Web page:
so slowly rough the chart. Thus, these three planets came to symbolize
generational influences, as well as unconscious influences on the inner
personal planets. Both humanistic and transpersonal astrology were especially
pioneered by one of the most influential astrologers of the 20th century,
Dane Rudhyar (1895 - 1985).
In contemporary astrology, the outer planets are seen as powerful
and beyond one's control. Yet astrologers believe that one can still choose
how to use that particular force, or how to reap growth through an uncontrolled
event. Astrologers also believe that sometimes the planetary lesson is
to let go of control and merge with the particular energy of that planet
(such as learning to be flexible, different or independent with Uranus,
a planet of unexpected events and change).
Psychology smashed the rigidity and fatalism of earlier traditional
astrology. Interpretations are more flexible, and chart symbols are viewed
as having both negative and positive possibilities, rather than neither
beneficial or adverse. Therefore, it is inaccurate to believe that astrologers
think they are ruled by the planets. Astrologers see the chart as a blueprint
for the self and soul, a pattern that can be rearranged in various ways
by the self - aware individual.
There is also belief in the concept of synchronicity, the idea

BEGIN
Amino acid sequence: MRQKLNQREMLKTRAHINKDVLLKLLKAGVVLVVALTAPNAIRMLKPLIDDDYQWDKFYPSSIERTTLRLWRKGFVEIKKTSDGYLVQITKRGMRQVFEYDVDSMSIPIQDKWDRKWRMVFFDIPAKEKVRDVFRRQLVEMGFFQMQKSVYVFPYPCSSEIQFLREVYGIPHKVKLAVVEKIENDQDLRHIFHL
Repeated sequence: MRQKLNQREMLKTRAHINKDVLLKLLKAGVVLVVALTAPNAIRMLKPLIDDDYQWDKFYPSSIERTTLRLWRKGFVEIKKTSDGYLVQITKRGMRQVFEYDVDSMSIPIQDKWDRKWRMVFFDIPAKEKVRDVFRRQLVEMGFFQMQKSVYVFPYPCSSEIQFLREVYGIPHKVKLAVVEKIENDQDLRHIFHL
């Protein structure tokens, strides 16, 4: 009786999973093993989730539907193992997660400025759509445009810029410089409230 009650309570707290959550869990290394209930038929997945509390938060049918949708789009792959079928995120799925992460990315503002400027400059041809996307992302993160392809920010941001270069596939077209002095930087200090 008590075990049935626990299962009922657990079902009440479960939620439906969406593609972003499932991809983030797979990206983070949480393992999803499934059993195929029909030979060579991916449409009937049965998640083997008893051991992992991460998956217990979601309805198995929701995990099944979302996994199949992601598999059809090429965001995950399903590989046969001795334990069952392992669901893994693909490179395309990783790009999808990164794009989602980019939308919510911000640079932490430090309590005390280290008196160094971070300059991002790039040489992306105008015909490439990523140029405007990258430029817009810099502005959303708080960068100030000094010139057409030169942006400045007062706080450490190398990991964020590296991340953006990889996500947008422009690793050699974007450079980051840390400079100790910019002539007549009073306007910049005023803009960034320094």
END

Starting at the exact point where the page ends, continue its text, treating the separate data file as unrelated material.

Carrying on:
that two events occurring simultaneously but seemingly unrelated have a
spiritual symbol for that person. This view is highly popular in contemporary
astrology and in the New Age Movement.
The core goal is to evolve through self - awareness. Astrology
is a tool to "know thyself" as well as a tool of divination. Modern astrology
eschews readings of a fixed future and prefers to call interpretations
of the future "forecasting" or "coming trends",building on the belief that
one has choices. Many astrologers are also practicing psychologists.
ASTRONOMY VS. ASTROLOGY:
Early study of the planets and stars involved both scientific observation
and measurements as well as divination based on esoteric interprepations.
As science developed, astronomy and astrology grew more separate, especially
during the Age of Reason in the 18th century.
Most astrology today is geocentric, plotting the planets' positions
as though they and the sun move around the earth. Due to the precision
of the equinox, the zodiac periods have shifted backwards and no longer
correspond to the previous 12 periods of time. The dates for the zodiac
signs in the horoscope columns are no longer accurate.
ASTROLOGY AND THE OCCULT
Although heavily laden with psychological terminologgy, astrology is firmly
planted in the occult. It is a form of divination, the use of ungodly supernatural
forces or the reading of omens for "hidden" information. The occult always
seeks hidden meaning below the surface or in patterns that have no apparent
meaning beyond the obvious. Astrological symbols are woven into other occultic
arts such as tarot cards, palmistry, numerology, the use of sorcery and
the Qabalah. Many astrologers are involved in these or other occultic practices
in addition to their astrological work.
Practicing astrology enhances powers, often brings on supernatural experiences
to the reader and the client, and increases interest in the occult. Astrology,
although scientifically faulty and often incorrect, seems to work often
enough to impress both the astrologer and the client.